The stack controversy

|

picture of stacking plates
Just when you think an old misconception is dead...

The "stack/no stack" discussion has arisen again. We've heard renewed
claims that C programs require a hardware stack, and that a software
stack is unacceptably slow. Both ideas are patently false.

Sure, silicon manufacturers offer hardware stacking for context
preservation, parameter passing, and local variables. But that doesn't
mean it's optimum, or even needed.

When we design a Code Development System for an embedded target
architecture, we analyze the CPU resources and instruction set. We
look at how memory resources and clock cycles are consumed in typical
programming. If conventional stack operations are too costly, we can
often avoid them.

So, keep these thoughts in mind:

1. Software stacks are not slow.

Runtime function frames, that live on a stack of some kind, only need
to be allocated for the functions that are recursive, either directly
or "long path". Minimizing the number of recursive functions through
compiler optimizations significantly improves performance.

We have metrics that show that, in real life embedded system
applications, fewer than 1% of the applications need recursive support
(6 in 2000 applications in our sample).

Tail end recursion and other optimizations eliminate most of the
recursive functions. Tail calls have been described as "GOTO with
parameters", obviously not needing stacking. The internet has numerous
resources on how to encourage tail call optimization.

Non-recursive functions can use the full instruction set for data
access and manipulations. Our experience is that this improves
performance enough to justify using similar techniques on processors
that have a full data stack.

2. Stackless processors are being used now.

We don't look at cores the way assembly programmers do. We're happy
with bare-bones programmer's models, so long as the required
fundamentals are present. A stack is not one of them: we've run into
several stackless cores recently, and have had no problems developing
C compilers for them.

The eTPU is a 24-bit enhanced time processing unit, used in automotive
and general aviation engine control, and process control. eTPU may be
a co-processor, but it has a complete instruction set and a full CPU
core, and it's stackless. It is a mid-volume processor: chances are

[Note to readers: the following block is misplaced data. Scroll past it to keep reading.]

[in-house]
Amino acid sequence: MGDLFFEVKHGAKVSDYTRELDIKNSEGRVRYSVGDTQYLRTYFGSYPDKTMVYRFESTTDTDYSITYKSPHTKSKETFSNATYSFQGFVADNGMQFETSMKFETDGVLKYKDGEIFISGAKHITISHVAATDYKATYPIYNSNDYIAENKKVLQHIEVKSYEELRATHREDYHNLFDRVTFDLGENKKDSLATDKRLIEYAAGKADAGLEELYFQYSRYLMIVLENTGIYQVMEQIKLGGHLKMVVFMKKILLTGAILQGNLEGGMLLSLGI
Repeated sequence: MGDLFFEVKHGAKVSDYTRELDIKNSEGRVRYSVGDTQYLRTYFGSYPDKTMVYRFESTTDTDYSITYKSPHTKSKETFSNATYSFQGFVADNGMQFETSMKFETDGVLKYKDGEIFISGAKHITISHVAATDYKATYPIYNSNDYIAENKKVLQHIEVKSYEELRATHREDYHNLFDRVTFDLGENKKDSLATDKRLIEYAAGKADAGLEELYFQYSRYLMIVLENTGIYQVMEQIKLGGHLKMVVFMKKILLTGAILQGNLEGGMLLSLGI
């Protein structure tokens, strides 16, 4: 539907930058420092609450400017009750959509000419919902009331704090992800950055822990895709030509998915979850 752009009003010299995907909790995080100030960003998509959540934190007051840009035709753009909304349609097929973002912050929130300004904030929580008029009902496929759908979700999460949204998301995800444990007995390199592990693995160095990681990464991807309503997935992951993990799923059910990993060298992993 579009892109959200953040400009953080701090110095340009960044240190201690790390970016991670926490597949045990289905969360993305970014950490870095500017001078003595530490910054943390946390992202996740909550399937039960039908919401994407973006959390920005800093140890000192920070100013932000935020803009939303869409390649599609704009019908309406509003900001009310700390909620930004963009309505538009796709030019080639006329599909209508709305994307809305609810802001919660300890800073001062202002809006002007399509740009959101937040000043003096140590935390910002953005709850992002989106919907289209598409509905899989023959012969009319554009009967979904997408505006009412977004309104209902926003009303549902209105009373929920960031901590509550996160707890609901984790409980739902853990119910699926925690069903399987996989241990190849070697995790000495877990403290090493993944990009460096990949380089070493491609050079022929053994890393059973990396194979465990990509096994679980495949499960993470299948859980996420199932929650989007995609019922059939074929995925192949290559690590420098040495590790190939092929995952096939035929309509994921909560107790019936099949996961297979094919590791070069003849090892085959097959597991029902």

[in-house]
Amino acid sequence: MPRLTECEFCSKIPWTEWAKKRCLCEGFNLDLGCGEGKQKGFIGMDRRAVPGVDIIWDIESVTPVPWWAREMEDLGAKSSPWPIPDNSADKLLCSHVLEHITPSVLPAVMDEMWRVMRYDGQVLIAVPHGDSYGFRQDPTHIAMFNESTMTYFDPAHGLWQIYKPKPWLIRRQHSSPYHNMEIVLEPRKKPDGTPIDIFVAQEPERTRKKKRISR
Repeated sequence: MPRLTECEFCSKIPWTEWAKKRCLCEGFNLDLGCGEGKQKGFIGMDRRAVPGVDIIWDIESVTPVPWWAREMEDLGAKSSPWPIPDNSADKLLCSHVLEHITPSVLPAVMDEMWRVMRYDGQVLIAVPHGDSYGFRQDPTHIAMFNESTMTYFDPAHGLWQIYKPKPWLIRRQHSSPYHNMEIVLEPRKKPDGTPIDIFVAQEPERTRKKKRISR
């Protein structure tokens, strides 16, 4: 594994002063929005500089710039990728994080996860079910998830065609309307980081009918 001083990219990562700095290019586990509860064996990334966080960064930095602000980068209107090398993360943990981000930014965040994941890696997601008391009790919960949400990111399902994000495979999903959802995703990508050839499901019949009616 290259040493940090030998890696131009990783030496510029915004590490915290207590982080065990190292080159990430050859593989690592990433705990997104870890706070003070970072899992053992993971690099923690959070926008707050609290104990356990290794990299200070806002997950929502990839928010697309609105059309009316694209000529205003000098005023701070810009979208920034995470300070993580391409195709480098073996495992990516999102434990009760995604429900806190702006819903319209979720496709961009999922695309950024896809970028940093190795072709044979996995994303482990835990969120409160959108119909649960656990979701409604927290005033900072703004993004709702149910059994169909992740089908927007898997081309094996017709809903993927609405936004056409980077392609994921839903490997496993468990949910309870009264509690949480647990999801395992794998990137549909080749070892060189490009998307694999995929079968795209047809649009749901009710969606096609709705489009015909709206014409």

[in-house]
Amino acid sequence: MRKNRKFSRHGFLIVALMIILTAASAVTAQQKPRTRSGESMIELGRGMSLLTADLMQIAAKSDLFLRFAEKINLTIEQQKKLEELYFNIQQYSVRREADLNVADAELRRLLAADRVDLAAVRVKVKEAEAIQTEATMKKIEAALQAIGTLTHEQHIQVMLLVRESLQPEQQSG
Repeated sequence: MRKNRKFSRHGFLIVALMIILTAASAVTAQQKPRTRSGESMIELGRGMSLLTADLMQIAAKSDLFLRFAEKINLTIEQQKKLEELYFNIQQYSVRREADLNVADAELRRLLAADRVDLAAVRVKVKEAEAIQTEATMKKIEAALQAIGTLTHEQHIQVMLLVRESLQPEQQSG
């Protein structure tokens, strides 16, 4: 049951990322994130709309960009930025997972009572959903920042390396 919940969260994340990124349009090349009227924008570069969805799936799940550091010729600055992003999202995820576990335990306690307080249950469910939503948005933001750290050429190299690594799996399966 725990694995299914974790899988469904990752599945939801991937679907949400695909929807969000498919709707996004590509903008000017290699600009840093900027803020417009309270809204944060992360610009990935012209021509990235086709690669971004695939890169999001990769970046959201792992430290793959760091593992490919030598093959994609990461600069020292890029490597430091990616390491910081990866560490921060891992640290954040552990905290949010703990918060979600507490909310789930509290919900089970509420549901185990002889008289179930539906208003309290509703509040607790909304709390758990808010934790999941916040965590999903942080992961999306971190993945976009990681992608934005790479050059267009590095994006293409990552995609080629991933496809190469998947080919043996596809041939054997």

you'll drive or fly home tonight courtesy of C on a stackless
processor.

We have a C compiler for the eTPU based on C99 and ISO/IEC 18037.
We run standard C test suites on this processor.

The Freescale RS08 is a more traditional MCU that is stackless. In the
process of "reducing" the HC08/HCS08 core, Freescale removed the CPU
stack. We consulted on the architecture of RS08, and we never felt the
need to insist on a hardware stack.

To mention another co-processor we consulted on, the Freescale XGATE
has a very friendly ISA and programmer's model, but it doesn't have a
stack.

Then there are the "nearly stackless". Microchip PIC never had data
stacking, with only an 8-entry (or 16-entry in the enhanced 14-bit
core) call-return stack. Nobody doubts that C is available for PICs.

These parts, especially the eTPU, were designed to be compiler
friendly and encourage machine-generated code.

There are other non-stack-based processors, some created recently,
spanning a range of applications and enjoying their own C
compilers. There are mid- to high-volume stackless parts. Performance
is usually the primary reason that parts do not have a stack.

3. Stacks are an academic question

It's true that most of the stackless processors that we are aware of
have RISC architectures. Designers are constantly trying and retrying
different tradeoffs in the search for a strong processor design.

There are stackless processor designs and stackless code
implementation papers. Googling "stackless processors" gets about
16,000 hits, many of them on Stackless Python.

There are also many processors that do have an effective hardware
stack. Our experience tells us when a vendor has gotten their hardware
stack model right, and when it won't be of much use. If it improves
performance and saves resources, we're happy to use it.

But the misconception about C and stacks has gone on a little too
long. Hardware stacks aren't obligatory. Software stacking is a
perfectly viable alternative.